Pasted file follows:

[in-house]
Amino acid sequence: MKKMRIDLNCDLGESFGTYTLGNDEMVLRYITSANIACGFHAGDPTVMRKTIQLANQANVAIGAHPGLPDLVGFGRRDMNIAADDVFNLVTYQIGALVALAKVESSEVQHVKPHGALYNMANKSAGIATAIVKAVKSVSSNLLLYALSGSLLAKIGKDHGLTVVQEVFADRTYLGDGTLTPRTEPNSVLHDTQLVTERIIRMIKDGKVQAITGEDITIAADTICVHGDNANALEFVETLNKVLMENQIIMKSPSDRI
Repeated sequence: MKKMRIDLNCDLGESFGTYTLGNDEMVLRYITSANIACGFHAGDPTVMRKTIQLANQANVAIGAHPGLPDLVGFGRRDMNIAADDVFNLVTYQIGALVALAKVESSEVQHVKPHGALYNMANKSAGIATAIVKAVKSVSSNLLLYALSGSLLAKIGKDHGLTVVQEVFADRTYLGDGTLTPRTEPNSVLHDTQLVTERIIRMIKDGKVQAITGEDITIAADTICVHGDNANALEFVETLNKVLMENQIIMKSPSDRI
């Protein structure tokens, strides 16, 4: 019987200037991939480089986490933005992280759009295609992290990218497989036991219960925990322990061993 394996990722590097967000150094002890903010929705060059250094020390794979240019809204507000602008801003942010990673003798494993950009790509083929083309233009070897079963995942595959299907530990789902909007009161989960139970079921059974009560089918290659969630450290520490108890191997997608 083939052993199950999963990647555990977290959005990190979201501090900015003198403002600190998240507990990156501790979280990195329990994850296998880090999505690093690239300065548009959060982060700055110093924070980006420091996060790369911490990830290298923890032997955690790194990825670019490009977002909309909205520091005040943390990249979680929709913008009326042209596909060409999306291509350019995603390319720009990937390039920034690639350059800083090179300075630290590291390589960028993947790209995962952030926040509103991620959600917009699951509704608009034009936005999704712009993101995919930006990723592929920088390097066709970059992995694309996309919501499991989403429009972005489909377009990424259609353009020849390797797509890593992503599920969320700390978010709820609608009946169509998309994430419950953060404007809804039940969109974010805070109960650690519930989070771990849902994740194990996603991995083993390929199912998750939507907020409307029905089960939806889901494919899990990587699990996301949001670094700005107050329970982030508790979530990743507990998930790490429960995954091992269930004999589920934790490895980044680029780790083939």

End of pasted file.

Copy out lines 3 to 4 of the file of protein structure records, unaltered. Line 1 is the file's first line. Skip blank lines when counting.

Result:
Repeated sequence: MKKMRIDLNCDLGESFGTYTLGNDEMVLRYITSANIACGFHAGDPTVMRKTIQLANQANVAIGAHPGLPDLVGFGRRDMNIAADDVFNLVTYQIGALVALAKVESSEVQHVKPHGALYNMANKSAGIATAIVKAVKSVSSNLLLYALSGSLLAKIGKDHGLTVVQEVFADRTYLGDGTLTPRTEPNSVLHDTQLVTERIIRMIKDGKVQAITGEDITIAADTICVHGDNANALEFVETLNKVLMENQIIMKSPSDRI
């Protein structure tokens, strides 16, 4: 019987200037991939480089986490933005992280759009295609992290990218497989036991219960925990322990061993 394996990722590097967000150094002890903010929705060059250094020390794979240019809204507000602008801003942010990673003798494993950009790509083929083309233009070897079963995942595959299907530990789902909007009161989960139970079921059974009560089918290659969630450290520490108890191997997608 083939052993199950999963990647555990977290959005990190979201501090900015003198403002600190998240507990990156501790979280990195329990994850296998880090999505690093690239300065548009959060982060700055110093924070980006420091996060790369911490990830290298923890032997955690790194990825670019490009977002909309909205520091005040943390990249979680929709913008009326042209596909060409999306291509350019995603390319720009990937390039920034690639350059800083090179300075630290590291390589960028993947790209995962952030926040509103991620959600917009699951509704608009034009936005999704712009993101995919930006990723592929920088390097066709970059992995694309996309919501499991989403429009972005489909377009990424259609353009020849390797797509890593992503599920969320700390978010709820609608009946169509998309994430419950953060404007809804039940969109974010805070109960650690519930989070771990849902994740194990996603991995083993390929199912998750939507907020409307029905089960939806889901494919899990990587699990996301949001670094700005107050329970982030508790979530990743507990998930790490429960995954091992269930004999589920934790490895980044680029780790083939």